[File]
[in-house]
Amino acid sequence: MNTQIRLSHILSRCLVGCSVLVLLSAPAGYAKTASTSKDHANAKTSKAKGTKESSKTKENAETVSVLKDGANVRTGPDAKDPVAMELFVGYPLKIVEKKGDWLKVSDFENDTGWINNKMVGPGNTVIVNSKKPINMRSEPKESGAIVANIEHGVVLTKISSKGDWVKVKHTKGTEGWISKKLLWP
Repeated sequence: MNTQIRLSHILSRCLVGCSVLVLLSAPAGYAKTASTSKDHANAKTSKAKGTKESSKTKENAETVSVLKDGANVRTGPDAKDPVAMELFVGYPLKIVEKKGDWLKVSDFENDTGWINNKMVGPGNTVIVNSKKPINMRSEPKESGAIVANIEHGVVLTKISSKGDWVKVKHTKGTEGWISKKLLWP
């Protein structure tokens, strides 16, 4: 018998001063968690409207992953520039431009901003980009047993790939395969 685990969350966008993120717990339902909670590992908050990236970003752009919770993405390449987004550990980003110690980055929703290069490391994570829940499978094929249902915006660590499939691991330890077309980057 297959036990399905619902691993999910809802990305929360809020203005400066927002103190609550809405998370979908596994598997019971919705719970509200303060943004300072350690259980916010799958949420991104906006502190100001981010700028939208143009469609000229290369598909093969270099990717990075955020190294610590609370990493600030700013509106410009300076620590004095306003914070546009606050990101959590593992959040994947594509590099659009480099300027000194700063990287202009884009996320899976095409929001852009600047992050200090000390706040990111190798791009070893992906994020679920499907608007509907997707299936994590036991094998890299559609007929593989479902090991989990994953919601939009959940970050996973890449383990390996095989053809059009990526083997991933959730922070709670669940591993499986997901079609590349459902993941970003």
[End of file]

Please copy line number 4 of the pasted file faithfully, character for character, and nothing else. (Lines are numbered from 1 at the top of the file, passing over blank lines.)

């Protein structure tokens, strides 16, 4: 018998001063968690409207992953520039431009901003980009047993790939395969 685990969350966008993120717990339902909670590992908050990236970003752009919770993405390449987004550990980003110690980055929703290069490391994570829940499978094929249902915006660590499939691991330890077309980057 297959036990399905619902691993999910809802990305929360809020203005400066927002103190609550809405998370979908596994598997019971919705719970509200303060943004300072350690259980916010799958949420991104906006502190100001981010700028939208143009469609000229290369598909093969270099990717990075955020190294610590609370990493600030700013509106410009300076620590004095306003914070546009606050990101959590593992959040994947594509590099659009480099300027000194700063990287202009884009996320899976095409929001852009600047992050200090000390706040990111190798791009070893992906994020679920499907608007509907997707299936994590036991094998890299559609007929593989479902090991989990994953919601939009959940970050996973890449383990390996095989053809059009990526083997991933959730922070709670669940591993499986997901079609590349459902993941970003």